North Carolina Lighthouses

Here's a great You Tube video of North Carolina lighthouses of the Outer Banks you might like.



North Carolina lighthouses include:

Currituck Beach
Bodie Island
Cape Hatteras
Diamond Shoals
Ocracoke
Cape Lookout
Price's Creek Oak Island
Bald Head Island
Frying Pan Shoals

One North Carolina lighthouse is in an area of North Carolina that has a storied history. Ocracoke Lighthouse, which was first built in 1803 on Shell Castle Island not far from Blackbeard's hideout, who lost his head on Ocracoke Island during the early 1700s. Well, okay, he didn't actually lose his head, it was taken from him. Some believe his ghost still haunts the area, searching for his head. But, enough of Blackbeard. Back to the Ocracoke Lighthouse. The original was destroyed by lightning in 1818 and replaced by the current light in 1823 on the banks of the inlet near Ocracoke Village.

The Cape Lookout is interesting with its checkered design, which actually look like diamond shapes. But, the light of the lighthouse isn't the only thing guiding sailors. The black diamonds are oriented in a north-south direction and the white diamonds are oriented in an east-west direction; the white diamond side of the tower showed sailors were anchoring was safe. The Cape Lookout also had an original completed in 1812 which had problems being seen, so a new one was constructed in 1859.


The oldest continuously operating lighthouse in North Carolina is "Old Baldy" on Bald Head Island, one of North Carolina's most isolated and private barrier islands and just north of Myrtle Beach, South Carolina. You can reach Bald Head Island by a 20-minute ferry ride. A replica of the 1850s keeper's cottage adjacent to the lighthouse serves as the Smith Island Museum. For $3 you can visit the museum and climb "Old Baldy". Summer Hours are Tuesday - Saturday, 10 a.m. - 4 p.m and Sunday 11 a.m. - 4 p.m. You should call 910-457-7481 for winter hours.

Saturday, July 21, 2007

Lighthouses Where You can Stay Overnight

Here are a few of the different lighthouses where you can stay overnight (maybe not actually in the lighthouse itself, but in the Keeper Quarters):

Tibbett's Point Lighthouse Hostel - New York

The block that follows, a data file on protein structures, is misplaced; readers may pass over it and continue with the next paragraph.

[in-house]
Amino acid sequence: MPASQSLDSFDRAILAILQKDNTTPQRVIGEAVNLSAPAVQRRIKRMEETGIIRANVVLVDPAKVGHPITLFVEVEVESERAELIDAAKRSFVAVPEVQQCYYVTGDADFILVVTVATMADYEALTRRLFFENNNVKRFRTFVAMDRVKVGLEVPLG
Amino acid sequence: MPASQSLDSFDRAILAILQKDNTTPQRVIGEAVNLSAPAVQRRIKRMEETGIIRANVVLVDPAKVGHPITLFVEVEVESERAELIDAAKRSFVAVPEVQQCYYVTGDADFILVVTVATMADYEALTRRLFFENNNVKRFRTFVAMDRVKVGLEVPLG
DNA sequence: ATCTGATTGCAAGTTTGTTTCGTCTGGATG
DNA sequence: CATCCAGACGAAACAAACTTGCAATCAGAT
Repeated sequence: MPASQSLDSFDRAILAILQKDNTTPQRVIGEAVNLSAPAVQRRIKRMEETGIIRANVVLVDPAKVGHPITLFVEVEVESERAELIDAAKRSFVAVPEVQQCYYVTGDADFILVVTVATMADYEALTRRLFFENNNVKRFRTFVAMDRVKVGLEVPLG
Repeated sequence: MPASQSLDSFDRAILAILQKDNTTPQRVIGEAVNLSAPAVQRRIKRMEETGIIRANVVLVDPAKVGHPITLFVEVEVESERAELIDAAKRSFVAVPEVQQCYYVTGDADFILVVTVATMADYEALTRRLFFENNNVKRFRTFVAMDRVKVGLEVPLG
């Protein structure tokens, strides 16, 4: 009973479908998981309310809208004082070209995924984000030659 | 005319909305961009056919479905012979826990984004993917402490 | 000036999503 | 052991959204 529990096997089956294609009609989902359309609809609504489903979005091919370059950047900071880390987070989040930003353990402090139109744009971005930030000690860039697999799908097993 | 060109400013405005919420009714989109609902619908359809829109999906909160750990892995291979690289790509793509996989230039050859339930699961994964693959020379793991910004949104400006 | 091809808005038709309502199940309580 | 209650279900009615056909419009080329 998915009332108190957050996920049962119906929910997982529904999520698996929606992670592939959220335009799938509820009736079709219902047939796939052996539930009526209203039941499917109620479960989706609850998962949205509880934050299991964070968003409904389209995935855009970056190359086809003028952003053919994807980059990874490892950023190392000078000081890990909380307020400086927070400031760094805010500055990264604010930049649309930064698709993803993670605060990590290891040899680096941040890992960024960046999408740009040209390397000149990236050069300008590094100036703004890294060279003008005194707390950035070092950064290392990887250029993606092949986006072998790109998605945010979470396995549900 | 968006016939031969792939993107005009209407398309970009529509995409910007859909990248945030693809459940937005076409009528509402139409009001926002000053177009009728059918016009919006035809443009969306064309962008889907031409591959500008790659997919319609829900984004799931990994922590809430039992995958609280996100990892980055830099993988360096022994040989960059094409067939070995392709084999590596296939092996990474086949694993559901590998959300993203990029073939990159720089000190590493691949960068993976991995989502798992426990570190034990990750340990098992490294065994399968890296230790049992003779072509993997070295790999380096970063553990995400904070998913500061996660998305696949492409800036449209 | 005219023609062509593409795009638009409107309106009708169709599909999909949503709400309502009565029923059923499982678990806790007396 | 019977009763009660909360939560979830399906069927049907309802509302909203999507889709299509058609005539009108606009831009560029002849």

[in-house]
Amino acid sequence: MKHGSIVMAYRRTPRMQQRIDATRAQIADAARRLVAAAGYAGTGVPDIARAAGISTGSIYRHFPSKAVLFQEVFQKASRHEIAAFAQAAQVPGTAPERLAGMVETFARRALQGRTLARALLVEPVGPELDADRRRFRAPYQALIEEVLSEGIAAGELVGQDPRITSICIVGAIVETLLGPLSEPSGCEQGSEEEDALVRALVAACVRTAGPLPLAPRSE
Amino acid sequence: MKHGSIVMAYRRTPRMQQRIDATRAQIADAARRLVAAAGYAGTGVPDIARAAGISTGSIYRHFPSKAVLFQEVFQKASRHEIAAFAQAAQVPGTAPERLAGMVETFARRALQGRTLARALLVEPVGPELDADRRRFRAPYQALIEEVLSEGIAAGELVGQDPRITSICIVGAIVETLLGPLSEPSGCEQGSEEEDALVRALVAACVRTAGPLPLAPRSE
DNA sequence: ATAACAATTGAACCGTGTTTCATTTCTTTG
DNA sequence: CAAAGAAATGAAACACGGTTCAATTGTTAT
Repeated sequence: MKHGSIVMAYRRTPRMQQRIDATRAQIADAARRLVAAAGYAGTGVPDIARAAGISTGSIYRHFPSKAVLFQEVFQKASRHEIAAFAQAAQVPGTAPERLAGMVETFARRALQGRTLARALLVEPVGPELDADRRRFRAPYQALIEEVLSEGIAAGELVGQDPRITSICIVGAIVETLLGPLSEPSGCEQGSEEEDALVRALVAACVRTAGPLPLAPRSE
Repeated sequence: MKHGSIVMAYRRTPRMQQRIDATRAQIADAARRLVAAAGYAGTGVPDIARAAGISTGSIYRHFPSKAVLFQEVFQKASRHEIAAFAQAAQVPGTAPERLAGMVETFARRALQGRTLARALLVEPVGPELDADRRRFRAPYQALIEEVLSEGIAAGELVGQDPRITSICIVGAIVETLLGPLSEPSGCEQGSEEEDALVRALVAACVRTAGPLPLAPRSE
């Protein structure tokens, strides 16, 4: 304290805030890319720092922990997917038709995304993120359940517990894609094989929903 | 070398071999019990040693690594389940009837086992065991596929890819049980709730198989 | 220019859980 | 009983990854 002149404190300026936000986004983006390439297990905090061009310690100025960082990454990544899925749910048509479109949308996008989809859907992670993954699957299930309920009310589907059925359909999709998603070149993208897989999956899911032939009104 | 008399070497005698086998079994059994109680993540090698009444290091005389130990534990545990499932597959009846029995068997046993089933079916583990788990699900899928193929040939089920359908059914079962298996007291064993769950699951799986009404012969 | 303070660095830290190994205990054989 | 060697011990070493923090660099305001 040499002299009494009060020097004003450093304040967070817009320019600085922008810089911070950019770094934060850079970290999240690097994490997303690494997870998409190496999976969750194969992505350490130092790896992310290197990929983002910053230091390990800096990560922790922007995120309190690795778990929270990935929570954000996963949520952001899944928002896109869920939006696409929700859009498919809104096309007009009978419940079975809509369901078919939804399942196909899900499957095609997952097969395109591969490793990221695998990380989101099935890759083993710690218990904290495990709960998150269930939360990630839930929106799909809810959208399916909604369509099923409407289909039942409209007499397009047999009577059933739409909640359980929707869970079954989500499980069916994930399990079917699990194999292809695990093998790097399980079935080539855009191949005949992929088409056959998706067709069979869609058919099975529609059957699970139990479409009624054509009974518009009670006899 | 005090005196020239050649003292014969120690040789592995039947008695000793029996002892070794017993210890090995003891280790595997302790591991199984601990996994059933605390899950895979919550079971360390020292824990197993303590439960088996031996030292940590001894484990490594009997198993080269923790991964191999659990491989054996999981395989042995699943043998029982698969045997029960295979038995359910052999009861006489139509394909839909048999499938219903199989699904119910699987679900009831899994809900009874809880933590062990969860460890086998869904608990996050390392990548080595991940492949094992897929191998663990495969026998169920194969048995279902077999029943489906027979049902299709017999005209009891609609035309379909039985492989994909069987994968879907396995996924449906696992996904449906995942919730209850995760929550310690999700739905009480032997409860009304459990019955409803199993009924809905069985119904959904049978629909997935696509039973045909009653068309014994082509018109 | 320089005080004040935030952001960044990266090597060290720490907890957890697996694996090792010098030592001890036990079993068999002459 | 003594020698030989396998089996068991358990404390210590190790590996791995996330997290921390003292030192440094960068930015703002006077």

Point Arena Light Station - California
Rose Island Lighthouse -Rhode Island
Heceta Head Lighthouse - Oregon
Isle Au Haut Lighthouse - Maine
Big Bay Point Lighthouse - Michigan

Wednesday, July 18, 2007

Old Point Loma Lighthouse - San Diego, California


If you're visiting San Diego, be sure to stop for a visit at the Old Point Loma Lighthouse.

The lighthouse was first lit on November 15, 1855. However, fog and clouds often obscured the light, so, 36 years later, in 1891, the light was extinguished, and a new lighthouse was lit at the tip of the Point.

Although no longer in commission, this lighthouse is a great place to visit, not only for views of the San Diego Bay, but because the interior was refurbished to its 1880s appearance by the National Park Service.

This great photo was shot by Bruce Tuten, who posted this photo on flickr at http://www.flickr.com/photos/savannahgrandfather/274583004/

Tuesday, July 17, 2007

Lighthouse - Battery Point - Crescent City, California

Battery Point Lighthouse, located on a hill off Battery Point in Crescent City, California, is a Cape Cod structure with a 45-foot high tower in the center, built out of brick and granite. Open April through September, you can access the lighthouse by walking across the bottom of the ocean during low tide. It's a great spot to view migrating whales.

The interesting thing about this lighthouse is that it received no damage during the worst tsunami ever recording along the west coast of the lower forty-eight United States. The tsunami occurred on March 27, 1964, when a strong earthquake with a magnitude of 9.2 struck Alaska near Prince William Sound. A series of waves generated by the earthquake raced south at a speed of nearly 600 m.p.h. and reached Crescent City around midnight with crests of up to twenty feet. The tsunami destroyed half of the waterfront business district. Eleven persons lost their lives.